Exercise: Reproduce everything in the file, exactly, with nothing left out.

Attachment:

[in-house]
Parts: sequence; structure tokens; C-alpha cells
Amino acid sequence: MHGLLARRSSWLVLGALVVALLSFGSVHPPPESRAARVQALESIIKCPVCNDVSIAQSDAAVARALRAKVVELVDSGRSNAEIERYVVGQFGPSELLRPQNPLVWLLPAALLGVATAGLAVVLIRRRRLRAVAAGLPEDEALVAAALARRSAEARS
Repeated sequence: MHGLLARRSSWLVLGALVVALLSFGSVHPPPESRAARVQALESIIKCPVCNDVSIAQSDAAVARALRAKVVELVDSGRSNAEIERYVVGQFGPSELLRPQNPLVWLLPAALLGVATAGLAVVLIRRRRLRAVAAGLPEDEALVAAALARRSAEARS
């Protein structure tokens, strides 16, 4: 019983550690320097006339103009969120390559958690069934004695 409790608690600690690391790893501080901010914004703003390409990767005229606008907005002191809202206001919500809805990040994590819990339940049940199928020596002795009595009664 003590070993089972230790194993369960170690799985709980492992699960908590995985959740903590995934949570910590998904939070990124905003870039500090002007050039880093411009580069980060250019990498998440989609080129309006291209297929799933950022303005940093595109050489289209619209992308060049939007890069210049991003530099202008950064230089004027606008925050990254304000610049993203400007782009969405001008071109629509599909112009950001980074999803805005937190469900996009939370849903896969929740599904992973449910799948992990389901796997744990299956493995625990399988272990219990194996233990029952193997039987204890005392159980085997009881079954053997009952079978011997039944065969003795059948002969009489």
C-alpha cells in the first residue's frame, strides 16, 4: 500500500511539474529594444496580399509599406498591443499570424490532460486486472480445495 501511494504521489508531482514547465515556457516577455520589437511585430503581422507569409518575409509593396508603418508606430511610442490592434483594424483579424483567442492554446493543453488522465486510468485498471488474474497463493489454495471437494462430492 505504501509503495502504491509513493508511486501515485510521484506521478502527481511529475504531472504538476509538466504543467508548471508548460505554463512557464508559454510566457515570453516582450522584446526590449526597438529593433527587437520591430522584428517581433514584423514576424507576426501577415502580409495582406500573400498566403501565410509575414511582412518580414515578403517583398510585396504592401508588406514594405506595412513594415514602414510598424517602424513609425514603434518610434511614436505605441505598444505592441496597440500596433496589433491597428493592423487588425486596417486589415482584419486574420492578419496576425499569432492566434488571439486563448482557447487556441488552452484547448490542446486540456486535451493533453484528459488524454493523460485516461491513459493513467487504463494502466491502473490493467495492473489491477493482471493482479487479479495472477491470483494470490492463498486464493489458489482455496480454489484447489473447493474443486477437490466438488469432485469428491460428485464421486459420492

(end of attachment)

[in-house]
Parts: sequence; structure tokens; C-alpha cells
Amino acid sequence: MHGLLARRSSWLVLGALVVALLSFGSVHPPPESRAARVQALESIIKCPVCNDVSIAQSDAAVARALRAKVVELVDSGRSNAEIERYVVGQFGPSELLRPQNPLVWLLPAALLGVATAGLAVVLIRRRRLRAVAAGLPEDEALVAAALARRSAEARS
Repeated sequence: MHGLLARRSSWLVLGALVVALLSFGSVHPPPESRAARVQALESIIKCPVCNDVSIAQSDAAVARALRAKVVELVDSGRSNAEIERYVVGQFGPSELLRPQNPLVWLLPAALLGVATAGLAVVLIRRRRLRAVAAGLPEDEALVAAALARRSAEARS
């Protein structure tokens, strides 16, 4: 019983550690320097006339103009969120390559958690069934004695 409790608690600690690391790893501080901010914004703003390409990767005229606008907005002191809202206001919500809805990040994590819990339940049940199928020596002795009595009664 003590070993089972230790194993369960170690799985709980492992699960908590995985959740903590995934949570910590998904939070990124905003870039500090002007050039880093411009580069980060250019990498998440989609080129309006291209297929799933950022303005940093595109050489289209619209992308060049939007890069210049991003530099202008950064230089004027606008925050990254304000610049993203400007782009969405001008071109629509599909112009950001980074999803805005937190469900996009939370849903896969929740599904992973449910799948992990389901796997744990299956493995625990399988272990219990194996233990029952193997039987204890005392159980085997009881079954053997009952079978011997039944065969003795059948002969009489």
C-alpha cells in the first residue's frame, strides 16, 4: 500500500511539474529594444496580399509599406498591443499570424490532460486486472480445495 501511494504521489508531482514547465515556457516577455520589437511585430503581422507569409518575409509593396508603418508606430511610442490592434483594424483579424483567442492554446493543453488522465486510468485498471488474474497463493489454495471437494462430492 505504501509503495502504491509513493508511486501515485510521484506521478502527481511529475504531472504538476509538466504543467508548471508548460505554463512557464508559454510566457515570453516582450522584446526590449526597438529593433527587437520591430522584428517581433514584423514576424507576426501577415502580409495582406500573400498566403501565410509575414511582412518580414515578403517583398510585396504592401508588406514594405506595412513594415514602414510598424517602424513609425514603434518610434511614436505605441505598444505592441496597440500596433496589433491597428493592423487588425486596417486589415482584419486574420492578419496576425499569432492566434488571439486563448482557447487556441488552452484547448490542446486540456486535451493533453484528459488524454493523460485516461491513459493513467487504463494502466491502473490493467495492473489491477493482471493482479487479479495472477491470483494470490492463498486464493489458489482455496480454489484447489473447493474443486477437490466438488469432485469428491460428485464421486459420492